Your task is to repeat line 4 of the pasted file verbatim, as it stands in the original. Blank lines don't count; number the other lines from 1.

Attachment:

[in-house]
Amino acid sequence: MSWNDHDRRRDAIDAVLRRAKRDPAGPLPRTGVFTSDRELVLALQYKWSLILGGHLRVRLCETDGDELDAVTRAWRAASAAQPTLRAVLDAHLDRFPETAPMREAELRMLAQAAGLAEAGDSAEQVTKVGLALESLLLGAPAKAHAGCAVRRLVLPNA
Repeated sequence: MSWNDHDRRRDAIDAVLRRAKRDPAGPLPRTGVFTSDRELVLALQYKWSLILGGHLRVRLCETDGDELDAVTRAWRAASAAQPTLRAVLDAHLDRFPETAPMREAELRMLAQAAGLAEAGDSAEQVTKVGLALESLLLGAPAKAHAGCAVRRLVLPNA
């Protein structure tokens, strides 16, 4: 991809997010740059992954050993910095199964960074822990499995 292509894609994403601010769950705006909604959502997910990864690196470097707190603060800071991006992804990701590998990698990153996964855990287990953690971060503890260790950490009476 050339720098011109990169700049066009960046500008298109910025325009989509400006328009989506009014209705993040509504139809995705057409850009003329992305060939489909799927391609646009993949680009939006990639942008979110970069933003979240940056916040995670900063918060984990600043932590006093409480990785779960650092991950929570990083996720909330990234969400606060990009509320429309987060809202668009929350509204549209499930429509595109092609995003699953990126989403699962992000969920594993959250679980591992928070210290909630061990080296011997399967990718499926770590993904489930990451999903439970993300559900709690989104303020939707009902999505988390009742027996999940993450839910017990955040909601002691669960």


């Protein structure tokens, strides 16, 4: 991809997010740059992954050993910095199964960074822990499995 292509894609994403601010769950705006909604959502997910990864690196470097707190603060800071991006992804990701590998990698990153996964855990287990953690971060503890260790950490009476 050339720098011109990169700049066009960046500008298109910025325009989509400006328009989506009014209705993040509504139809995705057409850009003329992305060939489909799927391609646009993949680009939006990639942008979110970069933003979240940056916040995670900063918060984990600043932590006093409480990785779960650092991950929570990083996720909330990234969400606060990009509320429309987060809202668009929350509204549209499930429509595109092609995003699953990126989403699962992000969920594993959250679980591992928070210290909630061990080296011997399967990718499926770590993904489930990451999903439970993300559900709690989104303020939707009902999505988390009742027996999940993450839910017990955040909601002691669960």